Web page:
As Canada’s artists ready themselves for far-reaching cancellations in the 2020-21 opera season, Opera Canada is checking in. What is the ripple effect of an opera-free season? How many Canadians will call themselves professional artists in a year’s time? How bad has it gotten for freelancing individuals? And are there silver linings? We look for answers in our new series of Q&As, “What’s next?” Next up is baritone Samuel Chan:
What do the recent announcements of cancelled 2020/21 opera seasons mean for your professional future?
“When our societal social distancing began in March, my first and foremost concern was the health and safety of all my friends and family. The most prominent life lesson I’ve learned recently has been how to deal with stress and anxiety. The aspect of my life that has suffered the most has been my mental health, due to the anxiety of uncertainty and the worry brought on by the pandemic, and I am so thankful for my colleagues, friends, and family for reminding me that our interpersonal connections with each other matter so much more than anything else in life. Professionally speaking, I feel blessed that most of the companies that I was to work with have either rescheduled their productions for future seasons, and/or have found ways to maintain contracts through online/virtual creation. I have learned so much about the positives and negatives of digital artistic creation, and believe that ‘work’ in the future will be a balance between live and virtual music making.
“Yes, the cancellations/rescheduling have had a massive impact on income and job security, but I am a staunch believer that everything that happens in the universe has a reason behind it, and that artistic creation is always is a direct reaction to our world’s circumstances. I have been so inspired by the creative reaction my colleagues have had to social-distancing, and have thoroughly enjoyed watching/listening/singing as part of the online content we’re now sharing more than ever. The resilience of culture through our communities creativity has only solidified my desire to connect and create collaboratively in the future, both virtually as well as in person.”
How much time have you spent considering a new career?
“Due to the circumstances of self-isolation plus the now public awareness of racism and sexism in our business, this time has actually been more of a time of self education and self reflection. I believe the universe has a reason behind our social distancing/self isolating, and I believe this time was meant for all of us to question, evaluate, and learn from our collective past ignorance to cultural and societal issues that directly impact us in our day to day lives.
“I’ve also been finding myself asking what type of artist do I want to be from this point onwards, as this cultural awareness has also showcased how we all play a part in the systemic issues in our work culture. As an Asian artist in a genre that is still predominantly created for and performed for a white majority, I wish to utilize all the things I’ve learned over the past few months to inform how I perform, how I teach, and how I connect with others, may it be in the capacity as a performer, as an educator, and/or as a colleague.”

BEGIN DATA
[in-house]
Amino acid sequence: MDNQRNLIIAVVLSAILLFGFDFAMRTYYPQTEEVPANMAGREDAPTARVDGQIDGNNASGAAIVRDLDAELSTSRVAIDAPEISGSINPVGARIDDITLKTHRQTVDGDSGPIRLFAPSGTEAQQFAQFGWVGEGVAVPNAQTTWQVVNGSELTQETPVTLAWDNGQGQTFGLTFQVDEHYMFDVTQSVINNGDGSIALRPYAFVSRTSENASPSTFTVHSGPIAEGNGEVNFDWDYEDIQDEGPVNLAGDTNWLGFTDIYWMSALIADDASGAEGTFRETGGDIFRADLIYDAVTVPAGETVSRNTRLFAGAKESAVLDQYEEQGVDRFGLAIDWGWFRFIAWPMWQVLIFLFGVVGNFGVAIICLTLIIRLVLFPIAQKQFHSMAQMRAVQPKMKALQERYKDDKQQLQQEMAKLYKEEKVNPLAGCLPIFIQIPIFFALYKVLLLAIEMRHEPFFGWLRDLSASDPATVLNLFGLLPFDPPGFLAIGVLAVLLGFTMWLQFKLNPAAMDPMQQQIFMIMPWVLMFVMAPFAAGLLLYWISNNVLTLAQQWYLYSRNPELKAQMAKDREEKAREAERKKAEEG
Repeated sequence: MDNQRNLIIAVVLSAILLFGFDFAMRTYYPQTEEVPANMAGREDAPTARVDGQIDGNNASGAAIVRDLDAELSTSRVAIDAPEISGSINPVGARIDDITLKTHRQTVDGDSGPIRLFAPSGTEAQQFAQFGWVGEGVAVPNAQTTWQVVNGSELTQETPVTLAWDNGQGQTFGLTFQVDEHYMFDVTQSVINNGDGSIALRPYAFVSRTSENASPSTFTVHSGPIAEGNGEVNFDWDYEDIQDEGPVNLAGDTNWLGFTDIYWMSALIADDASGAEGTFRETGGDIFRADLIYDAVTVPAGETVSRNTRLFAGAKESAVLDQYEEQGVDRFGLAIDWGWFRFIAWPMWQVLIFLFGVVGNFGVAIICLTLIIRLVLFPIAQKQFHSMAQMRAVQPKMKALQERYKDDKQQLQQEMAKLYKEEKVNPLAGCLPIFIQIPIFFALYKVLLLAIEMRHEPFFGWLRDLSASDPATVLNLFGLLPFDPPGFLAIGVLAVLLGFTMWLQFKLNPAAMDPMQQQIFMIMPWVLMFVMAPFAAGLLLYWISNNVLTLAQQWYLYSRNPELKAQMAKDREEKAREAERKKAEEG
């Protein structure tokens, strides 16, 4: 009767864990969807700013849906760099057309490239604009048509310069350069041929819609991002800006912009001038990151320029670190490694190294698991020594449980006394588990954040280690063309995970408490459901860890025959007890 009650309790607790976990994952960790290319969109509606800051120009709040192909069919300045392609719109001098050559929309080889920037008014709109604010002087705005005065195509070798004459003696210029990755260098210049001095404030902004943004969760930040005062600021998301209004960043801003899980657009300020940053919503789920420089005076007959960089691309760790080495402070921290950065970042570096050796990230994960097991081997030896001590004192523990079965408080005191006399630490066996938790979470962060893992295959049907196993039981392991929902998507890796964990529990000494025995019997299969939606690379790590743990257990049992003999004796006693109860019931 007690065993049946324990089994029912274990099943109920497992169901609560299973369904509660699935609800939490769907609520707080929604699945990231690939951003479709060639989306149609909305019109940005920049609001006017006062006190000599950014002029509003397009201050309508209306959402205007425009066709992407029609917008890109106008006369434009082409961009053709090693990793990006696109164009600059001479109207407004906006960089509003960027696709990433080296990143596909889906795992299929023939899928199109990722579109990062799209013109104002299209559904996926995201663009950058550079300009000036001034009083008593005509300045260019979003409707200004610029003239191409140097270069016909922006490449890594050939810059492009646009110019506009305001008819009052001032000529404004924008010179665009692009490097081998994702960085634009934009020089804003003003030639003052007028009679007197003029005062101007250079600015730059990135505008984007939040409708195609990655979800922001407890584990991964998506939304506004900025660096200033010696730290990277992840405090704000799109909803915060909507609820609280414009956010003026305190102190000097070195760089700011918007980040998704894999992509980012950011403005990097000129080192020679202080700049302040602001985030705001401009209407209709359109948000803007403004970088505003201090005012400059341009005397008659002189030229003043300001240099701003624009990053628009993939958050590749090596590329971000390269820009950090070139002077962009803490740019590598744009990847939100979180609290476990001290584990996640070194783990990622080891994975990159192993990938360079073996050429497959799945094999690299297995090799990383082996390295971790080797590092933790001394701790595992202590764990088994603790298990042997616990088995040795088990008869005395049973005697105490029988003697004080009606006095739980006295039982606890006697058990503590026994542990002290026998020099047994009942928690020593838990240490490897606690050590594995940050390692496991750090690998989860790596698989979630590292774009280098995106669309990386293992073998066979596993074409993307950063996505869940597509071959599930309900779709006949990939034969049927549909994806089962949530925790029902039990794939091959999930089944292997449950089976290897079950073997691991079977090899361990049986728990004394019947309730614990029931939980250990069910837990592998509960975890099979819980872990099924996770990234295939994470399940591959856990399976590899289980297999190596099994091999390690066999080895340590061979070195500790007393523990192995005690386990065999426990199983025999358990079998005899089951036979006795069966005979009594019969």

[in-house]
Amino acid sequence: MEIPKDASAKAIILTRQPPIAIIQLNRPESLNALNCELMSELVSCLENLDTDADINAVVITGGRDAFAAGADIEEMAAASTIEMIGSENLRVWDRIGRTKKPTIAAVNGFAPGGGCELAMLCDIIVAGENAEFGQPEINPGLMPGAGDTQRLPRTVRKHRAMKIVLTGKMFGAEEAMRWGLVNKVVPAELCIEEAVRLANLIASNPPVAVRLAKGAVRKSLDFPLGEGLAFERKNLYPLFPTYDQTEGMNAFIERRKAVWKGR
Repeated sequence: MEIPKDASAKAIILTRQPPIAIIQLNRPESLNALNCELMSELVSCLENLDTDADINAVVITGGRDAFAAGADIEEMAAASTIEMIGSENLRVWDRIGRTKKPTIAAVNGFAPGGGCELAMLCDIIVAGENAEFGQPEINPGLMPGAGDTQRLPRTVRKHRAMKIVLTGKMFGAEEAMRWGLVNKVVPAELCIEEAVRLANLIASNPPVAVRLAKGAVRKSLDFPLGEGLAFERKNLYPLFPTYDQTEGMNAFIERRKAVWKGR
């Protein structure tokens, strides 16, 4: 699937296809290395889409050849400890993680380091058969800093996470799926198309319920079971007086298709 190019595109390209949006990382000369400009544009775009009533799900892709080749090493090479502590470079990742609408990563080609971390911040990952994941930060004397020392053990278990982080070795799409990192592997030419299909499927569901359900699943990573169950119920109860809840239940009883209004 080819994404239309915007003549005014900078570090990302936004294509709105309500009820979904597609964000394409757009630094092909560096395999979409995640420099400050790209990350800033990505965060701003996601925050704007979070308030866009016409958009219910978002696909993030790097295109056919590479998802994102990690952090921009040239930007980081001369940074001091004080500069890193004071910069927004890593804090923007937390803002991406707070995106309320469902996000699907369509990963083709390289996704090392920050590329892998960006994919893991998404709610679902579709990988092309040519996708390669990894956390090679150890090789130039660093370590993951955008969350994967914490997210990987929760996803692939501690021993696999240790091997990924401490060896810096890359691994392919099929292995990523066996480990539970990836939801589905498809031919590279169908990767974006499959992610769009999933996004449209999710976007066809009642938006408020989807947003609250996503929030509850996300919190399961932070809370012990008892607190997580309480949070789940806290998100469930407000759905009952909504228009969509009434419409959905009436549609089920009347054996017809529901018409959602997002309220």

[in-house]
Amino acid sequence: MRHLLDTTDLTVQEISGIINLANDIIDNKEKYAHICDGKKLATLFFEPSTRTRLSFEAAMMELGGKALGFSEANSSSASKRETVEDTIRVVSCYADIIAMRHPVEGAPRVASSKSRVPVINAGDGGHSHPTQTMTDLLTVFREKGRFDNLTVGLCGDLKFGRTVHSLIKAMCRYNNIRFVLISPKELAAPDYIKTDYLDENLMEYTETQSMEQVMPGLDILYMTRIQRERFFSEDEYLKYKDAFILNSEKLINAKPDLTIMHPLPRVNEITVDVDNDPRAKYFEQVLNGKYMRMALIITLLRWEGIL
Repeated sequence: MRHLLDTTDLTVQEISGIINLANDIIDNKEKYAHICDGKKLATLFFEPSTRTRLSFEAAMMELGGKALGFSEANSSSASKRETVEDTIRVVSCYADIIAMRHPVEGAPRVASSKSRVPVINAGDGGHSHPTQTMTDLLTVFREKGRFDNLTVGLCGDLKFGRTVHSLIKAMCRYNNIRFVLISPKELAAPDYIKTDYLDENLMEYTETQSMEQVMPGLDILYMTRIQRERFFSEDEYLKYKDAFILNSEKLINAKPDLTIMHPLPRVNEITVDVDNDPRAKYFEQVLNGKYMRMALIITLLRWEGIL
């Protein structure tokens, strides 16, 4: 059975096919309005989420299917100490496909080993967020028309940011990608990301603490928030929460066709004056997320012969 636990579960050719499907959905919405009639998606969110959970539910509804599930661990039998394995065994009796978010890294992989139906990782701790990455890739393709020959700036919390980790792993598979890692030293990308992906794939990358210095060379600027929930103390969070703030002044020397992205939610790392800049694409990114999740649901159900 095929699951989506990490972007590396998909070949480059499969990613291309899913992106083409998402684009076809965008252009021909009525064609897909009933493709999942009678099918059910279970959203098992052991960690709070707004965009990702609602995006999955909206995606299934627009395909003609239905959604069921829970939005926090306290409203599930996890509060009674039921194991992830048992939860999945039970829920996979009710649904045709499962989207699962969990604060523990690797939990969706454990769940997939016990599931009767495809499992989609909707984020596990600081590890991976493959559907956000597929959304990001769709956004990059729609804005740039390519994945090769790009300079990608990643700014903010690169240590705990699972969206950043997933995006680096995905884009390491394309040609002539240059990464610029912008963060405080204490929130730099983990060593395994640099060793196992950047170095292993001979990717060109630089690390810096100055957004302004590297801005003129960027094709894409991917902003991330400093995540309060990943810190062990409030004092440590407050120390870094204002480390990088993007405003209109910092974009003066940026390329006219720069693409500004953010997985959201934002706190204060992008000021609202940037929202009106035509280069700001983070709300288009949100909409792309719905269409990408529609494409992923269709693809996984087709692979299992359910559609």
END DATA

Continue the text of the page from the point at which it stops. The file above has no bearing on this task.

What plans, singing or otherwise, do you have for the coming season?
“This upcoming season has brought quite a few virtual projects to the forefront that I’m very excited for, as well as a few live performance opportunities that are coming together through intensive social distancing measures. I believe that the universe has plans for us all, and I’m feeling so blessed that positive opportunities have come my way due to the current world circumstances. I’m most excited for upcoming work that directly comments on our societal issues, as I believe this time has allowed more of this work to be celebrated and showcased.
“One group that I’m so excited to virtually connect with are my friends at Wear Yellow Proudly, an initiative through Aural Compass Projects, who strive to fight the xenophobia in our society, especially since the effects of COVID-19 have lead to physical and verbal attacks to Asian peoples across North America. In addition, I’m so excited to be planning an upcoming virtual recital with an organization based in the US, that have allowed us to create a program that will directly address and comment on our western cultural understanding of Asian cultural identity. This recital opportunity has lead to a lot of self exploration of my cultural heritage as a Canadian of Singaporean Chinese descent, which is a topic I’ve never had a chance to explore previously. I’ve been finding myself more in touch with my ethnic and cultural roots than ever before, and am so excited to shed light on a different world perspective for others to explore.
“Non-singing wise, I look forward to more time with family, more time to focus on personal growth, and more gradual in person connection with my friends whom I miss dearly.”